Gordon provides many examples of PET in practice -- what works and what doesn't. He addresses those common questions of how to discipline children and how to get the parent's needs satisfied as well as the child's. Gordon, in line with the evolutionary thinking of many of the visionaries and leaders in this field, such as Dr Spock (Baby and Child Care, 1946), Haim Ginnott (Between Parent and Child, 1956) and Alfie Kohn (Punished by Rewards, 1999) does not believe in strong parental control, including spanking, "time-outs," withdrawal of privileges, or rewards. These are all instruments of parental power. He worked with thousands of parents and became convinced that all but a small handful of parents hate to use power over their children and continue to use it anyway only because they have no experience in their own lives with people who use non-power methods of influence. The consequences of using parental power are severe. As Gordon puts it, ""more and more often, children fire their parents. As they move into adolescence kids dismiss their mothers and fathers, write them off, sever their relationships with them." This doesn't have to be. You can find many examples in these books and on the Internet where parents have successfully used Gordon's methods to maintain loving relationships with their children through to adulthood, even after making a bad start.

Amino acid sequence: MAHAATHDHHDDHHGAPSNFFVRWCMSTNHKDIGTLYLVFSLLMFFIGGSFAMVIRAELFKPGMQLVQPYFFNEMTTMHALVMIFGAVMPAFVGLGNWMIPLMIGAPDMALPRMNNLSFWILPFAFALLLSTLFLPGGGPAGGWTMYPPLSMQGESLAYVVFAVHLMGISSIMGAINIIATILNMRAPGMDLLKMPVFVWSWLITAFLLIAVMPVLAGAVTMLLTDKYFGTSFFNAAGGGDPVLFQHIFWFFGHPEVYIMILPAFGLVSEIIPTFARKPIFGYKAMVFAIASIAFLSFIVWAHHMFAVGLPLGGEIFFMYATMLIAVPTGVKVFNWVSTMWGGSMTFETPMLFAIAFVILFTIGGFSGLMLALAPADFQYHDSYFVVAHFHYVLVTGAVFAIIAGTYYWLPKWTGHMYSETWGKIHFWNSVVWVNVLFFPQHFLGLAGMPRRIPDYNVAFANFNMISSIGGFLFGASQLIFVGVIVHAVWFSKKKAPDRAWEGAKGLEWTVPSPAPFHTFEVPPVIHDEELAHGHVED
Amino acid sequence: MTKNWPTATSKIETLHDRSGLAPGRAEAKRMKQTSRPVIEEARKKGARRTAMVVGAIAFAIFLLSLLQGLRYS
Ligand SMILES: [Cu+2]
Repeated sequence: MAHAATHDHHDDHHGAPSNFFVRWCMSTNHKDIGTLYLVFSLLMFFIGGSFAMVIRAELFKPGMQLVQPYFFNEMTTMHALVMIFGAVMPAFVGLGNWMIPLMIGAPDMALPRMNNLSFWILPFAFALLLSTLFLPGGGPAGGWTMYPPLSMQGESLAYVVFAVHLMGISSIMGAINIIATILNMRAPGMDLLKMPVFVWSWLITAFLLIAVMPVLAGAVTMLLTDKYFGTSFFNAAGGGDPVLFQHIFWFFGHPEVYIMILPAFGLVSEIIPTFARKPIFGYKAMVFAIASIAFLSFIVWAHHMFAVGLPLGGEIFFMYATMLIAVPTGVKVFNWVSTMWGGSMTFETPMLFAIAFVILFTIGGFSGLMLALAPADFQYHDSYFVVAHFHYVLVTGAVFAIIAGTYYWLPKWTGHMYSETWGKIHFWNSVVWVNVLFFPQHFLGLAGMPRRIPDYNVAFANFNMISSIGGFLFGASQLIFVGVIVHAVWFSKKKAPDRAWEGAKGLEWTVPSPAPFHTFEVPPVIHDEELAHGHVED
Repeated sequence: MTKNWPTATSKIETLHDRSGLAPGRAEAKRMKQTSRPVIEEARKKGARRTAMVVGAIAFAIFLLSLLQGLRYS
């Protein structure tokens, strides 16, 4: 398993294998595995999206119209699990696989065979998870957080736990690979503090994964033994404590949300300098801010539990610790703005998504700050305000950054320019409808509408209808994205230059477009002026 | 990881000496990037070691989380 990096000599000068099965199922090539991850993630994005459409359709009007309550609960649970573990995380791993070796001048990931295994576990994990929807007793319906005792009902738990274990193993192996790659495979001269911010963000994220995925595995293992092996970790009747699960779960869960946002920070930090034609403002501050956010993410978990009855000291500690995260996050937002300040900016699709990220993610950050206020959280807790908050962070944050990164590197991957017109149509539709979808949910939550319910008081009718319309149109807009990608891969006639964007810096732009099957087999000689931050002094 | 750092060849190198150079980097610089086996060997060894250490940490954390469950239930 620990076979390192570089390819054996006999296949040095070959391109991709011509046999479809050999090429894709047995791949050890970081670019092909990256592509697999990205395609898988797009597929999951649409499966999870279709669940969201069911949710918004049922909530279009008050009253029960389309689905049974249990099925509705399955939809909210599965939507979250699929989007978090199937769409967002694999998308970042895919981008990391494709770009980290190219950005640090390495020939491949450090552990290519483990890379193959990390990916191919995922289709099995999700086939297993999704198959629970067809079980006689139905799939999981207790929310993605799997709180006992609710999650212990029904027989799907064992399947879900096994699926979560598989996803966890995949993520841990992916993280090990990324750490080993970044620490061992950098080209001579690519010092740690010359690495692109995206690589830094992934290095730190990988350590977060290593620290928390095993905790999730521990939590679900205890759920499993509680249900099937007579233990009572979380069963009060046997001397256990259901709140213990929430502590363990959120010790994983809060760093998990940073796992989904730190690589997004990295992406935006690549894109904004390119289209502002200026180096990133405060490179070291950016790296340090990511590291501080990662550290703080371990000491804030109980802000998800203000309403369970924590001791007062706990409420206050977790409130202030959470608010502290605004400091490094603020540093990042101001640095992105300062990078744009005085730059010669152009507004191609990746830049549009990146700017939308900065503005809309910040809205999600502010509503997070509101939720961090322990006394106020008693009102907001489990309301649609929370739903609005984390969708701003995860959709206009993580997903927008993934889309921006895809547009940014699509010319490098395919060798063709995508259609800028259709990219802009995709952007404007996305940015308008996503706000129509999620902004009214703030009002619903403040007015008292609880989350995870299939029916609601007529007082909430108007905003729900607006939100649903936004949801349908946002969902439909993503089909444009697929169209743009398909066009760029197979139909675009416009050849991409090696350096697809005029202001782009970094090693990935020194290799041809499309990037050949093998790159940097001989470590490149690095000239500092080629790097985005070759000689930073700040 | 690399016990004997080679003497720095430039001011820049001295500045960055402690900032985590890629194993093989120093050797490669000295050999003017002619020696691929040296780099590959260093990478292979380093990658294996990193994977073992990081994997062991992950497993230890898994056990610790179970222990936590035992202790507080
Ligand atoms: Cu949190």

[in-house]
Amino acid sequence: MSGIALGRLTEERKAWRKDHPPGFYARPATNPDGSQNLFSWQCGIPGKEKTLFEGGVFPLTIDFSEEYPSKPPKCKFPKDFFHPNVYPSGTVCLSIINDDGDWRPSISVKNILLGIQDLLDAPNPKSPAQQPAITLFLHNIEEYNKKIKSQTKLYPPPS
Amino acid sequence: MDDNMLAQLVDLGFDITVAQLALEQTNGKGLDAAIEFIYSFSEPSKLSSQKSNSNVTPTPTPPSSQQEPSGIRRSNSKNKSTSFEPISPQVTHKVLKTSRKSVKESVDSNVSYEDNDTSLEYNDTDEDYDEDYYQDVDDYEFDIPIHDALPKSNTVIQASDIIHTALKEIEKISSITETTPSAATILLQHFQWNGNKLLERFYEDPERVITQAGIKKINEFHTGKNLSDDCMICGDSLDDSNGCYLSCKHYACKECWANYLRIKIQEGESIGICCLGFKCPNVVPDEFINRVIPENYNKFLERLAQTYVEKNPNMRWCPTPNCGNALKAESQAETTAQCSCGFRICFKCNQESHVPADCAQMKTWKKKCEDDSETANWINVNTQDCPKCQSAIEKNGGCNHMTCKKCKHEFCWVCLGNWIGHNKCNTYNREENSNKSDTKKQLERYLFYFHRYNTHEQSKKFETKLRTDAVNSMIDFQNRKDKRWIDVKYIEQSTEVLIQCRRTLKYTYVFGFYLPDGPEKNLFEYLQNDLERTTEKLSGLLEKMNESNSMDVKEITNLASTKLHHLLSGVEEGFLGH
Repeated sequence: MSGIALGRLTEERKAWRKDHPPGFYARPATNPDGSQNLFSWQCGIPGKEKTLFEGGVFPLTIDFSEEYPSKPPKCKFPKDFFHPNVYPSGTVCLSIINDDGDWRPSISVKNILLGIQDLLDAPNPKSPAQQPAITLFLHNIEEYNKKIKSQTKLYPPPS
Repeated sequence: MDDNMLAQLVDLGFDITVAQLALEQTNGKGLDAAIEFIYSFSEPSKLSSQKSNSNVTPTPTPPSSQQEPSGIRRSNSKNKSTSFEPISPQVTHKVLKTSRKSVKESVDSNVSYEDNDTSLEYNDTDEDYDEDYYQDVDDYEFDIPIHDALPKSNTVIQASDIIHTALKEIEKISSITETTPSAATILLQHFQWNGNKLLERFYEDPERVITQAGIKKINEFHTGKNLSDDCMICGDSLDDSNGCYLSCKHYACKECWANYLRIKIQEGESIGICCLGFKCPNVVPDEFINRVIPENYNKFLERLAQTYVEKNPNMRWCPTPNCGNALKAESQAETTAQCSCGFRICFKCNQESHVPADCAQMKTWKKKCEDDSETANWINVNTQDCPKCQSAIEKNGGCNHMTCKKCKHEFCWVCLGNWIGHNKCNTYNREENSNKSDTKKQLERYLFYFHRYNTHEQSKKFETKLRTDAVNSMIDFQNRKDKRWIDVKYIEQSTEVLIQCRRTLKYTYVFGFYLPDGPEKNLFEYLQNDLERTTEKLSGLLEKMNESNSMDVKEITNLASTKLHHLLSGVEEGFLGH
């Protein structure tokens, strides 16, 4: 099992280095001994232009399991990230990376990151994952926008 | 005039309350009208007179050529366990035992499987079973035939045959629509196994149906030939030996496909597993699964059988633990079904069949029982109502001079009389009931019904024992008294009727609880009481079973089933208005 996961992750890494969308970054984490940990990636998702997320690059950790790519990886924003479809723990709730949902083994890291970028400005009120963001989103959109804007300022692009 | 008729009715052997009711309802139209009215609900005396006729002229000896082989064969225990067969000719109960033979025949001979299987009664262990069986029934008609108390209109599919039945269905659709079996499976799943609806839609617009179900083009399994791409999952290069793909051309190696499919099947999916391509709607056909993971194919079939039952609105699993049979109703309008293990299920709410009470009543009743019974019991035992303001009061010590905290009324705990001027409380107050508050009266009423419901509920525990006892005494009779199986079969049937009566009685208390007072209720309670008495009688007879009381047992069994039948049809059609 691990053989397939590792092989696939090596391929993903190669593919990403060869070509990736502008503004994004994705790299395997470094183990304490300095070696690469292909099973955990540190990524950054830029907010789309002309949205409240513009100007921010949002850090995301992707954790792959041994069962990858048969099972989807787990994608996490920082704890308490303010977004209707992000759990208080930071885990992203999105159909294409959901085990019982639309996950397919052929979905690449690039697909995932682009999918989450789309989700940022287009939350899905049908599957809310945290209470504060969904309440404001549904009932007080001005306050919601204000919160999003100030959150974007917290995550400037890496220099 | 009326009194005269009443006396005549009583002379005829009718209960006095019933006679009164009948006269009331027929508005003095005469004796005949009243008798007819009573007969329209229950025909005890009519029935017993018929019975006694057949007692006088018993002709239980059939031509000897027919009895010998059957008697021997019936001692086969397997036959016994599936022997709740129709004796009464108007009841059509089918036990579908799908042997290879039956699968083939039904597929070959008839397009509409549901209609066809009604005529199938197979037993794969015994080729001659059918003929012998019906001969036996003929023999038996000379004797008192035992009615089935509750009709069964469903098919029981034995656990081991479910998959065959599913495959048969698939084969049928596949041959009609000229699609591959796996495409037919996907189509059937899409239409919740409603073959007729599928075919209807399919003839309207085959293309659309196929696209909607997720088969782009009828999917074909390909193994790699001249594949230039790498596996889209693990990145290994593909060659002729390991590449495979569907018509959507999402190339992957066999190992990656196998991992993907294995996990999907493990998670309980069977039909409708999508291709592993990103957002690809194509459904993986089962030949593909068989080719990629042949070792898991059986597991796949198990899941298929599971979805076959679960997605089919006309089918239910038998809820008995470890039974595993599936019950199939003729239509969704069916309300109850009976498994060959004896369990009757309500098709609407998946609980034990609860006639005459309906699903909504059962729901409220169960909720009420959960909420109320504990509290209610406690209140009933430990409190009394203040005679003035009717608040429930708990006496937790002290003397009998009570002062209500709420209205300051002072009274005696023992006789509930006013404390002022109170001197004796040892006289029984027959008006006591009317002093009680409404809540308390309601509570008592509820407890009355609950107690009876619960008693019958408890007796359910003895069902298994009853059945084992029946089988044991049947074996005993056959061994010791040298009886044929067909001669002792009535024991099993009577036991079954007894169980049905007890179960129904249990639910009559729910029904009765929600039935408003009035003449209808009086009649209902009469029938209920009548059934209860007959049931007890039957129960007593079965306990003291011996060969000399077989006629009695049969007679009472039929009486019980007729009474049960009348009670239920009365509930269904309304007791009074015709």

There are other gems in the mold of PET. For example, my personal favorite is "Playful Parenting," by Lawrence Cohen (2001) because one of his examples helped me understand something that I was completely missing and make a breakthrough in my relationship with my daughter. He believes in connection rather than separation - a "meeting-on-the-couch" rather than "a time-out." Surprisingly Gordon doesn't mention Haim Ginnot, the renowned child psychologist who wrote "Between Parent and Child," and who inspired a previous generation, although he does provide this book as a reference in his later book, "PET in Action." The latest edition does however acknowledge, in the suggested reading list, Faber and Mazlish, whose many contributions follow in Ginnot's tradition. It's interesting to read Ginnot for historical perspective, because his work was done in a time when spanking was the norm and children were meant to be "seen and not heard," But his book is inevitably dated and you would do better to spend the time with Faber and Mazlish.